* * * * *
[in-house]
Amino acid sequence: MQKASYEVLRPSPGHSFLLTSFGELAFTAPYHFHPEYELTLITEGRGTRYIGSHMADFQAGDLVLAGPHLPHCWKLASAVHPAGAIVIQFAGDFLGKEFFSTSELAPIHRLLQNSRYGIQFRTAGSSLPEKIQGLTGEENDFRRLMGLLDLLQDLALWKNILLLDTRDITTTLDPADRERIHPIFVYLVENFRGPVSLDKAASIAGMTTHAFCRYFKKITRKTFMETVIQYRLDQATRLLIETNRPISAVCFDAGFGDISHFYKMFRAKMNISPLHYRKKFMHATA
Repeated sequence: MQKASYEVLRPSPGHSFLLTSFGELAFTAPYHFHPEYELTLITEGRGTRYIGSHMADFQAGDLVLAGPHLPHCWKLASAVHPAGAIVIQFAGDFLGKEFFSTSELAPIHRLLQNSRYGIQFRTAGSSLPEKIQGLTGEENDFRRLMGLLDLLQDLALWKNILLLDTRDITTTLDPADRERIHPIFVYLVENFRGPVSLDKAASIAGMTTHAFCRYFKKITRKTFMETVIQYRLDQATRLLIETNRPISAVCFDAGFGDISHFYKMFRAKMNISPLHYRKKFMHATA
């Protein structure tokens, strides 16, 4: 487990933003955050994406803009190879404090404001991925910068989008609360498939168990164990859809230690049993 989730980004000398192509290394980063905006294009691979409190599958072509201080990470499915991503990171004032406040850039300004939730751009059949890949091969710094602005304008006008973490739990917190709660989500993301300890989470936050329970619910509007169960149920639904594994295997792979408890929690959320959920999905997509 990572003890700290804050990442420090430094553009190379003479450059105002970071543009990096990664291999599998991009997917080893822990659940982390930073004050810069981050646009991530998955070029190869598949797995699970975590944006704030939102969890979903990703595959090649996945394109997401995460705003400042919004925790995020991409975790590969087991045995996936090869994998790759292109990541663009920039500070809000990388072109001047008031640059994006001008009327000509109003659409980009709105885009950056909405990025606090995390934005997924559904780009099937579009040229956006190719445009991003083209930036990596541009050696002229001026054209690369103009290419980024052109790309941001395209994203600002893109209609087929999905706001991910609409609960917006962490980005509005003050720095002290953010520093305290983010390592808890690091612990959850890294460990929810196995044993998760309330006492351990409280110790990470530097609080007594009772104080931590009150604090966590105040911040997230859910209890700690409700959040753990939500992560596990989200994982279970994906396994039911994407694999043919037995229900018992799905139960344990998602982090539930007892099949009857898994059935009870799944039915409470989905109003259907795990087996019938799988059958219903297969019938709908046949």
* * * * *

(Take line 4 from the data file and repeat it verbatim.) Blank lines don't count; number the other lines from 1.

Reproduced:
């Protein structure tokens, strides 16, 4: 487990933003955050994406803009190879404090404001991925910068989008609360498939168990164990859809230690049993 989730980004000398192509290394980063905006294009691979409190599958072509201080990470499915991503990171004032406040850039300004939730751009059949890949091969710094602005304008006008973490739990917190709660989500993301300890989470936050329970619910509007169960149920639904594994295997792979408890929690959320959920999905997509 990572003890700290804050990442420090430094553009190379003479450059105002970071543009990096990664291999599998991009997917080893822990659940982390930073004050810069981050646009991530998955070029190869598949797995699970975590944006704030939102969890979903990703595959090649996945394109997401995460705003400042919004925790995020991409975790590969087991045995996936090869994998790759292109990541663009920039500070809000990388072109001047008031640059994006001008009327000509109003659409980009709105885009950056909405990025606090995390934005997924559904780009099937579009040229956006190719445009991003083209930036990596541009050696002229001026054209690369103009290419980024052109790309941001395209994203600002893109209609087929999905706001991910609409609960917006962490980005509005003050720095002290953010520093305290983010390592808890690091612990959850890294460990929810196995044993998760309330006492351990409280110790990470530097609080007594009772104080931590009150604090966590105040911040997230859910209890700690409700959040753990939500992560596990989200994982279970994906396994039911994407694999043919037995229900018992799905139960344990998602982090539930007892099949009857898994059935009870799944039915409470989905109003259907795990087996019938799988059958219903297969019938709908046949």